This week on Ask Your Weird Animal Questions, we’ve assembled some parts questions for a column on animal anatomy.
Would love to know if [narwhals] use [their] tusk in some type of defense.—Jancito Reynaga
This question arose from the story “Narwhal’s Trademark Tusk Acts Like a Sensor, Scientist Says,” which said that the narwhal‘s tusk—actually a tooth and found mostly on males—acts like a sensory organ, detecting information such as food sources or ocean salinity.
The spiraled tusk, which protrudes through the whale’s lip, has inspired comparisons to the horn of the fabled unicorn.
According to the University of Washington’s Kristin L. Laidre (who, as the story notes, opposes the sensory organ theory), the tusk likely isn’t used as defense.
That’s because generally tuskless females “still manage to live longer than males, and occur in the same areas while additionally being responsible for reproduction and calf rearing,” according to her website.
We’re all aware that a dog’s nose is meant to be cool to the touch … but why is that?—Charles Martin via email
It’s commonly thought that a dog’s nose should be cold and wet, but “the reality is, veterinarians don’t think much about a dry or wet nose, except in cattle—a sick cow stops cleaning her nose with her tongue!” Julie Meadows, of the School of Veterinary Medicine at the University of California, Davis, said via email.
More important things to monitor around a dog’s nose are crusting or scabbing at the top of the nose (where the nose meets the hair of the muzzle) or discharge. Watery or slight white discharge isn’t a concern, “but yellow, green, or blood would be worrisome,” Meadows said.
I want to know the parts of a tapeworm.—Jason Peace Deus, Shinyanga, Tanzania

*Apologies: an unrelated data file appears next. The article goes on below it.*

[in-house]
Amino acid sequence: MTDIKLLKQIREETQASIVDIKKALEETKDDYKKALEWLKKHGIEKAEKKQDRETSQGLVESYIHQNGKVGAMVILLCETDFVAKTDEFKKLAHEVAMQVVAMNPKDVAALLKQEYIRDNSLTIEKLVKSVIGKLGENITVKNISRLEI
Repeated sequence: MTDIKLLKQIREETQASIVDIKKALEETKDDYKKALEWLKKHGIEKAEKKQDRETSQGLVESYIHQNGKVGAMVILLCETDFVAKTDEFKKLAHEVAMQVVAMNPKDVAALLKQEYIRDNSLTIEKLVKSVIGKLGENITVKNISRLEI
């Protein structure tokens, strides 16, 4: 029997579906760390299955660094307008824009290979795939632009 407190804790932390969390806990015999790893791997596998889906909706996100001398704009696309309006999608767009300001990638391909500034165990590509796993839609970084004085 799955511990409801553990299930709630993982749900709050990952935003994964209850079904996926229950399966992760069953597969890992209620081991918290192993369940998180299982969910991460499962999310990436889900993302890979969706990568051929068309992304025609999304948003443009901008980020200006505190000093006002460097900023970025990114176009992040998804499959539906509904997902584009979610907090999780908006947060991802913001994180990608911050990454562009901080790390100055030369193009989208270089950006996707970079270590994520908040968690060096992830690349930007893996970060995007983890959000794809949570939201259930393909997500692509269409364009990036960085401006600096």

According to the book Infectious Diseases, there are about 5,000 species of tapeworms, or parasitic flatworms, that can infect all types of animals, including people.
Kennesaw State College of Science and Mathematics in Georgia offers this diagram of basic tapeworm anatomy, including proglottids—segments containing both male and female reproductive organs—and the scolex, which contains suckers and hooks used to attach to the host.
Tapeworms don’t have a mouth, digestive tract, or circulatory system; they absorb food through a tough body covering. The Uniformed Services University of the Health Sciences in Bethesda, Maryland, offers detailed images of the reproductive system, and Patient.co.uk gives comparative lists of anatomical differences between species.
My dog was full grown when I found her and the vets said she’d probably been feral her whole life. All of my other dogs have/had rounded nails. Her always comes in curved and super thin and sharp at the end like a cat. Is this normal for dogs at all? Do feral dogs grow their nails sharper?—Victoria Lawrence via Facebook
No. Being feral is a psychological not physiological state, so a feral dog wouldn’t have different physical traits from a domestic dog, no matter the breed, said UC Davis’s Meadows.
“Dogs that are labeled ‘feral’ often have behavioral concerns because they missed out on the golden opportunity for socialization to people and other animals when they were puppies—that door closes at about four months of age,” Meadows wrote. (See “Stray Dogs in Sochi: What Happens to the World’s Free-Roaming Canines?“)
“Because of that, they are often anxious or even fearful. That might lead to fewer outings from the house and less activity on harder surfaces, which would result in less wear on the nails and the need for more frequent trimming.”
Those harder surfaces—asphalt, cement driveways, or sidewalks—cause normal claw wear and tear. Dogs who don’t get much friction on their nails, like lap dogs or older dogs, might have sharper nails, she said.